Jumping at the opportunity to be a part of this prestigious transatlantic race meant Phil had just a few weeks to prepare for this epic adventure. Working through the night managing the technical and purchasing side of the boat and numerous 3rd party influences – the workload was considerable, but worth it.

The cutting timeframe meant that Phil could not attend the Official Skippers Briefing, and instead had to make a dash for London to get his passport visa stamp – one does not want to get on the wrong side of the U-S-A! Fortunately for Phil this meeting was postponed to a one-one session the following day to have the opportunity to receive the imperative information that other skippers had benefited from, or so he thought. All but ‘no-go zone Ushant’ were covered. Phil left the meeting confident in the knowledge of the race rules and later commented “I’ve gone through the zones with ***, I know where they are – all sorted!”.

As Phil merrily sailed on in 1st place, he had absolutely no idea he was entering the Ushant off-bounds zone, by actually a mere 3.8nm. A buffer zone for the shipping lanes, which Phil sailed well clear of. Unfortunately for Phil, he clearly had not spent sufficient time studying the last 3 pages of the 26 page document of ‘Race Instructions’ – big slap on his wrist.

With no written hard and fast rule on punishment procedures, the jury decisions are made on a case by case basis. After a long and painful five day wait, the committee have officially set the punishment for the lone Brit, and have confirmed the following:

  • Phil did not attain any competitive advantage from racing through the edge of this zone
  • When instructed Phil must take a 6 hour stop-start time penalty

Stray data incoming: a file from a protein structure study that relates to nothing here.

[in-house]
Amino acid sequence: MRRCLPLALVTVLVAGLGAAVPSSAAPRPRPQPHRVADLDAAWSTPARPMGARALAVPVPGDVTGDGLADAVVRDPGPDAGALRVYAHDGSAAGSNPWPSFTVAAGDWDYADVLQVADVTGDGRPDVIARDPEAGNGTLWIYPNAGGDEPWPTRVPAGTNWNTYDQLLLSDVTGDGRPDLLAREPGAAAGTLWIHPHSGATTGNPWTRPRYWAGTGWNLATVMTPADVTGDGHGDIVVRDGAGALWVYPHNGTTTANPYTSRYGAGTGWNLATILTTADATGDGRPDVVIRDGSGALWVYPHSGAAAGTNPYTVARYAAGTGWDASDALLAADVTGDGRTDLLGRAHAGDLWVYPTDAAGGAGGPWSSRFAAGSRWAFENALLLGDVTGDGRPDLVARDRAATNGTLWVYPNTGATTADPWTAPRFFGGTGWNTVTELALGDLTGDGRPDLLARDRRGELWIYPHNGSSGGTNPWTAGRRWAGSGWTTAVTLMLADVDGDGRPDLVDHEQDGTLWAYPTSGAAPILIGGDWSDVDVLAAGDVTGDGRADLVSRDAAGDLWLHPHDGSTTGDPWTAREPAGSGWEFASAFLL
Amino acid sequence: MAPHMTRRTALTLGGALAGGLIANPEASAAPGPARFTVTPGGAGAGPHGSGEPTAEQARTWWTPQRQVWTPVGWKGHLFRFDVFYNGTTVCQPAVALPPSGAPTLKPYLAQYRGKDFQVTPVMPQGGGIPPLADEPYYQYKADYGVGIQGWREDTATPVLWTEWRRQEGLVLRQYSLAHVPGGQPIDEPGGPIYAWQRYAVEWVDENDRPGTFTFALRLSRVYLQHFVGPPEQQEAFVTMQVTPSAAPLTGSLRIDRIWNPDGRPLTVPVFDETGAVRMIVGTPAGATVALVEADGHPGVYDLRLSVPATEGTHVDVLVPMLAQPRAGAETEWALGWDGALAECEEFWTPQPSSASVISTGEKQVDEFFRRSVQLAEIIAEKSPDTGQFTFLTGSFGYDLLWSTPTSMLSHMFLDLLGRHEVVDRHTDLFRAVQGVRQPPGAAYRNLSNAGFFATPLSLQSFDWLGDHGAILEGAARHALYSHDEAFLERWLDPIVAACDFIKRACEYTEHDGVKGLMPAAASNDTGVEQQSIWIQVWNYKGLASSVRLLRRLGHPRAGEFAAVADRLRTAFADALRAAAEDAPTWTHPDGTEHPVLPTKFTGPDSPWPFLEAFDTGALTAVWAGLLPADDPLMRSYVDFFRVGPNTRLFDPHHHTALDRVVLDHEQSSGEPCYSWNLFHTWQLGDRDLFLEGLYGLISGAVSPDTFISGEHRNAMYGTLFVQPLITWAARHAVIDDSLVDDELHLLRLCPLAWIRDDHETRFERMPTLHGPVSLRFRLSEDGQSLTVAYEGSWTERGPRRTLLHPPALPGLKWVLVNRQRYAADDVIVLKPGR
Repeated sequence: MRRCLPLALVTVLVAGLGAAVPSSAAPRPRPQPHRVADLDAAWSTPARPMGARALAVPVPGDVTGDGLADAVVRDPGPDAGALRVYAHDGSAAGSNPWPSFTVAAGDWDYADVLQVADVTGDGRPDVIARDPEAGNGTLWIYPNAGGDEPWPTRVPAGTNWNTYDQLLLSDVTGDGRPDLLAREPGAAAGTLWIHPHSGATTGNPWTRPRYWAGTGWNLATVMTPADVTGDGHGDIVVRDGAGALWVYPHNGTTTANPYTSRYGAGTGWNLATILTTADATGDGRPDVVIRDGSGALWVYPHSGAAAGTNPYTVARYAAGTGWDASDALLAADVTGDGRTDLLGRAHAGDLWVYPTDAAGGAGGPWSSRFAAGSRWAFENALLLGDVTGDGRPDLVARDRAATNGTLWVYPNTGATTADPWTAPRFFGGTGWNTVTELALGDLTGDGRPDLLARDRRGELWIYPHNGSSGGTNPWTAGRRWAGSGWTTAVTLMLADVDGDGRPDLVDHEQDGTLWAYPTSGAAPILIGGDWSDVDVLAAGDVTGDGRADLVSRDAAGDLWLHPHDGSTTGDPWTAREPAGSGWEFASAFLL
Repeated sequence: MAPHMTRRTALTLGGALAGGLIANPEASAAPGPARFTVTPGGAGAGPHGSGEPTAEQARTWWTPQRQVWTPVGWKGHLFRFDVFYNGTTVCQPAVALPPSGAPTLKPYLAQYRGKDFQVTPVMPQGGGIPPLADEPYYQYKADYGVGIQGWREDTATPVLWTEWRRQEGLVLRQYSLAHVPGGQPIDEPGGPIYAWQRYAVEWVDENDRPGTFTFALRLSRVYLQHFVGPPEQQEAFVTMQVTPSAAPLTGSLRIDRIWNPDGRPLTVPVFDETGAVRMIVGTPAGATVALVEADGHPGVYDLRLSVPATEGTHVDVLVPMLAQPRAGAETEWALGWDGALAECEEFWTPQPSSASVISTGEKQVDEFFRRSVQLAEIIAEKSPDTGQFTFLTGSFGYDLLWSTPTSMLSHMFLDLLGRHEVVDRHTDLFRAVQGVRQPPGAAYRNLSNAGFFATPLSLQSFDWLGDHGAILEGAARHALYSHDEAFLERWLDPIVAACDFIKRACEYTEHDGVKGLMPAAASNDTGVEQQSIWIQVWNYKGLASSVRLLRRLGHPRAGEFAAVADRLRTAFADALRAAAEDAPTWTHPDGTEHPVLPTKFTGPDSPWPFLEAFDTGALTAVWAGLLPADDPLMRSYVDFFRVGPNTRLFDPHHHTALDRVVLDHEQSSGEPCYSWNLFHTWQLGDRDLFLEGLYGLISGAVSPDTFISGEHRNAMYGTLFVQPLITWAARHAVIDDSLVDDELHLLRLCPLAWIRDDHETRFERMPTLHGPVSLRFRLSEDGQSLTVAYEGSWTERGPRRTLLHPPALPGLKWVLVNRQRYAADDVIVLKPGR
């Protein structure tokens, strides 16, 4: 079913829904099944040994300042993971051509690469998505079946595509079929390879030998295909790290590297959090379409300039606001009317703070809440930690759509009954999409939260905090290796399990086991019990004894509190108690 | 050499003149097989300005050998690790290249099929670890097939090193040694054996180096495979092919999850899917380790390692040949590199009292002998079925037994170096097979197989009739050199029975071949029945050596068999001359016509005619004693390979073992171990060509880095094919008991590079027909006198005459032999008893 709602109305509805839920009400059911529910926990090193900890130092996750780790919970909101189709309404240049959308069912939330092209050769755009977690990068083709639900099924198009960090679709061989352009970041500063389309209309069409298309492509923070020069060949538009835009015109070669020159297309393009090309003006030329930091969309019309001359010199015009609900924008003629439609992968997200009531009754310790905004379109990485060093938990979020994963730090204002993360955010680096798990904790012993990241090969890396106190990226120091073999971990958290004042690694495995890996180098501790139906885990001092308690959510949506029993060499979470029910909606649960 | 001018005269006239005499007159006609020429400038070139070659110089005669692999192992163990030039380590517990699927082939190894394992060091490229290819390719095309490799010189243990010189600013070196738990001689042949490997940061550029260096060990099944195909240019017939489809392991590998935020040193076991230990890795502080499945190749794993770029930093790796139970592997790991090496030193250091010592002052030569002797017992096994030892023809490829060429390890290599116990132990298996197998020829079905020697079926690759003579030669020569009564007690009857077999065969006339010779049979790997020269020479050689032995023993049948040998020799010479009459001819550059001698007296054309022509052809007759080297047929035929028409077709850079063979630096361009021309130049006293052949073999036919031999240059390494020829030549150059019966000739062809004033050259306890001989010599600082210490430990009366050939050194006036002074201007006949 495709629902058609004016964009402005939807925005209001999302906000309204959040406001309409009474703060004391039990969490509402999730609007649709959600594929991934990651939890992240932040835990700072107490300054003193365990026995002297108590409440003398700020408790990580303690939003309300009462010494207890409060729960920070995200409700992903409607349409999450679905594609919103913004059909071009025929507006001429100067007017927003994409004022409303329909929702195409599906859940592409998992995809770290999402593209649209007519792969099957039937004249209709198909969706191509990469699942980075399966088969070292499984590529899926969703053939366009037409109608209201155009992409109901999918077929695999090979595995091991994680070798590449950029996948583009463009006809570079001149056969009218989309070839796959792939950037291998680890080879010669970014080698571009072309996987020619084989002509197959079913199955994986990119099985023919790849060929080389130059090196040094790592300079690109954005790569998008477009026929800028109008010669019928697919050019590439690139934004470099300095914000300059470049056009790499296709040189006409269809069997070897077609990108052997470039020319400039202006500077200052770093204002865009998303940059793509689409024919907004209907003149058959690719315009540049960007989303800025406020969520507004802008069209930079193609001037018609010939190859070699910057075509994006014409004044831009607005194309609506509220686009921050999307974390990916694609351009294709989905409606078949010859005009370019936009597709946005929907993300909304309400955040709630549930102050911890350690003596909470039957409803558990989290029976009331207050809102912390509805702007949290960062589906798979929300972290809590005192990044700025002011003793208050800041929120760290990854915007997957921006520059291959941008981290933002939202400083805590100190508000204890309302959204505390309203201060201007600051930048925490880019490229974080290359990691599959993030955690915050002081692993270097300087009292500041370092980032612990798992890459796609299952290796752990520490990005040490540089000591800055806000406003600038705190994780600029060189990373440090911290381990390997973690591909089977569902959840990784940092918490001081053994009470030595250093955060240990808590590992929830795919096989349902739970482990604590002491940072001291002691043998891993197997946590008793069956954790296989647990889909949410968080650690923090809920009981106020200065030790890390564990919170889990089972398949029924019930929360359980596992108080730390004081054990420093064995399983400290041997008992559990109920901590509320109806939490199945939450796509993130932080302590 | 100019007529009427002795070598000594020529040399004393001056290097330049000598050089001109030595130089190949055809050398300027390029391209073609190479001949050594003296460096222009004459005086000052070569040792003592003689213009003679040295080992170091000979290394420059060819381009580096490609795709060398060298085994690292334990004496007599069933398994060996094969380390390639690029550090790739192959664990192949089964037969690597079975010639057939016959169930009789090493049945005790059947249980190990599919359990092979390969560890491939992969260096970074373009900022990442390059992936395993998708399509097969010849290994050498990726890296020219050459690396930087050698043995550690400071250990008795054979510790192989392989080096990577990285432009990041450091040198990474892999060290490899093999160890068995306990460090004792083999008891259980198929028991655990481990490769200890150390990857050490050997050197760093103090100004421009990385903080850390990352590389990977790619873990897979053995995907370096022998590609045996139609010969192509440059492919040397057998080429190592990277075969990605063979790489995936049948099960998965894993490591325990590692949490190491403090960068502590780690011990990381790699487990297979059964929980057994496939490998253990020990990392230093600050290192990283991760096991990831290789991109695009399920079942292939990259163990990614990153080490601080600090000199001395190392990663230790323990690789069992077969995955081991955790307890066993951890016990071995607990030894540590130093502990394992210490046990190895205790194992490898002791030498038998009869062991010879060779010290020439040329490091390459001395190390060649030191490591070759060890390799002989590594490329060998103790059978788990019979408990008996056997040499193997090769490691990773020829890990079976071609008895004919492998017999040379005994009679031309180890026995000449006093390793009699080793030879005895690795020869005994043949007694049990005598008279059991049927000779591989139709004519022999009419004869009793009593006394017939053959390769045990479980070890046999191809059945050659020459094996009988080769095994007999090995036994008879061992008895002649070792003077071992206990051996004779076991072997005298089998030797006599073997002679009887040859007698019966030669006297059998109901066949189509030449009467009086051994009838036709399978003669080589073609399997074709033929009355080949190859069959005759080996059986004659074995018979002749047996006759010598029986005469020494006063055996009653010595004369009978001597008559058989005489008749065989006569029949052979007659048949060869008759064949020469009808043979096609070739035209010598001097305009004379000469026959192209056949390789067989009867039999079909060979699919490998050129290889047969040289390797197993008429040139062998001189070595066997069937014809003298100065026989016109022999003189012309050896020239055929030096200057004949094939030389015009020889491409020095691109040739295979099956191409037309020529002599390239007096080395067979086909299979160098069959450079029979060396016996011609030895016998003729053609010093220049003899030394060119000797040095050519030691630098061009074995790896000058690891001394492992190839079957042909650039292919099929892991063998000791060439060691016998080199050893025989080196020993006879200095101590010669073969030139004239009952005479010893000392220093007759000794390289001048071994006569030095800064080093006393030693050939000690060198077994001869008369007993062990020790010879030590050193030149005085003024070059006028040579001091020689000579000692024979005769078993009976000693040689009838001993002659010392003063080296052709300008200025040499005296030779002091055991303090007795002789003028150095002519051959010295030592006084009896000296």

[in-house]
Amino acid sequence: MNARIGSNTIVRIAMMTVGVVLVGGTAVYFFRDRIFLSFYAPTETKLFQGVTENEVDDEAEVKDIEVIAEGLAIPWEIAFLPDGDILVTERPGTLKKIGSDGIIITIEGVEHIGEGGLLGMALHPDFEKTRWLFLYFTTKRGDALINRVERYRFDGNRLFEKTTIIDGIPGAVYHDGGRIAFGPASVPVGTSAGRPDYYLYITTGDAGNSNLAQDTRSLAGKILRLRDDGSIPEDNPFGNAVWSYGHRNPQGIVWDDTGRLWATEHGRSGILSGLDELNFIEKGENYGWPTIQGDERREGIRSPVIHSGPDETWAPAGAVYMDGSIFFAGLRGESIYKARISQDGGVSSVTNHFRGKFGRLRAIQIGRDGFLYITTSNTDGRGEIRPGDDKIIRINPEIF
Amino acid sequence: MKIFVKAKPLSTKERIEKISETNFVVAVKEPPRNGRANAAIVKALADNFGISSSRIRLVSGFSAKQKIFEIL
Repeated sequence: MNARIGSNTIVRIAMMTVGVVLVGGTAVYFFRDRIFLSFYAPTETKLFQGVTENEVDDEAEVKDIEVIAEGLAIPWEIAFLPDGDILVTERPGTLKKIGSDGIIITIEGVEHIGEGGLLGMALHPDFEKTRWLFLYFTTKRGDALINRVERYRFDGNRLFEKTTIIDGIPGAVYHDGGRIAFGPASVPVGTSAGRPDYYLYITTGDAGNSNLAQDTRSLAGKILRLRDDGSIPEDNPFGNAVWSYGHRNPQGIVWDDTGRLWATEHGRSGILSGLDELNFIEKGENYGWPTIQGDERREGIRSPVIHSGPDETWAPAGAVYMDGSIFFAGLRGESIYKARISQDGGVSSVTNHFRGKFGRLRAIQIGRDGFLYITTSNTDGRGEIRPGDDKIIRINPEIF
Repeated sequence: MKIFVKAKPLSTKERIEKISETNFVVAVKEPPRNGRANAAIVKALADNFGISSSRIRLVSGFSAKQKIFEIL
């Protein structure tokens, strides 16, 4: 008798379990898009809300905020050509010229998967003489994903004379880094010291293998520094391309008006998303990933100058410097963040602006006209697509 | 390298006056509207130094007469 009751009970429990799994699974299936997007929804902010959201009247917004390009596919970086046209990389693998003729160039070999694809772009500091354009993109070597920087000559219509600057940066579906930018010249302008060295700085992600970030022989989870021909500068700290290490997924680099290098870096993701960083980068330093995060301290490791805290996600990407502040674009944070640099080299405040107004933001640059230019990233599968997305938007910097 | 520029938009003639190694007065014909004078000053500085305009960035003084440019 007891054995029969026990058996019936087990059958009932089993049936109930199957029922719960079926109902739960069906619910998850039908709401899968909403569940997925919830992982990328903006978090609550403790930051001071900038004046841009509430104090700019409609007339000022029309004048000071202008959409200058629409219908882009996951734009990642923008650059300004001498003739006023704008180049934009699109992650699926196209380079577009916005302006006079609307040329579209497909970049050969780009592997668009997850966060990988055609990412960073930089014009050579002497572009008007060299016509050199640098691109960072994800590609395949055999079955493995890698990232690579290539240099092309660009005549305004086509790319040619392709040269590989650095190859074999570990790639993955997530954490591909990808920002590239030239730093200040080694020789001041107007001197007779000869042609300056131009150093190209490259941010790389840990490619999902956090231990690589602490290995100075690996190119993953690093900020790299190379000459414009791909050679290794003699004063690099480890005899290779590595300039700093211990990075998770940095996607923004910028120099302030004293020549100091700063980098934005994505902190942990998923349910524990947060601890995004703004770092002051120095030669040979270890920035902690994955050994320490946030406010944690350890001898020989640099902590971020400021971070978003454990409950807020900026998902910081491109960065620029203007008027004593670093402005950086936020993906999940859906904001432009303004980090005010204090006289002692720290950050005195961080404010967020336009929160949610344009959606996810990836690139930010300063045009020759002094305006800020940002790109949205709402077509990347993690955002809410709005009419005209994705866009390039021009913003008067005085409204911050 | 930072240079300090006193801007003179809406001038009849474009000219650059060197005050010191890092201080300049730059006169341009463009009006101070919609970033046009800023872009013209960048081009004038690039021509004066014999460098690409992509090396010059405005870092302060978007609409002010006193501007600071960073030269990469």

“It’s hugely frustrating to receive such a large penalty for crossing a restricted zone I was not made aware of, especially when I stayed well clear of the shipping lane, but it is what it is and the rules are there at the end of the day for our safety.”

“Effectively there is a virtual line of longitude that I must cross and then simply wait 6 hours before restarting on this very line. I’m estimating to end up around 80nm behind 1st, and ARSEP, who is currently some 16nm behind me now…”

“I am treating it as a mid Atlantic pit-stop! Time to mend some important things on the boat that I cannot do easily when sailing, get some sleep, and what the hell, I might even relax and ponder at the views of the North Atlantic whilst cruising!”

We can stay rest assured that our Brit is clearly an incredibly skilled sailor having proven himself since the gun in Plymouth, with minimal training and experience on board Imerys, Phil has done the unimaginable. 2000 miles to go, multiple compression zones to come, the future is unknown…

“I’m determined to make up those miles, and I’ll be seeking every advantage possible. There are several compression zones in the weather between now and the finish, so I hope I can take advantage of these, and try and get back in front before New York. It’s a hell of a long race – we still have another 2000 miles to go – so anything can happen!”

The 2006 Route du Rhum was Phil’s last solo transatlantic race, which saw him win almost a whole day ahead of his nearest competitor. Is it too much of an ask for him to do it again? Watch this space…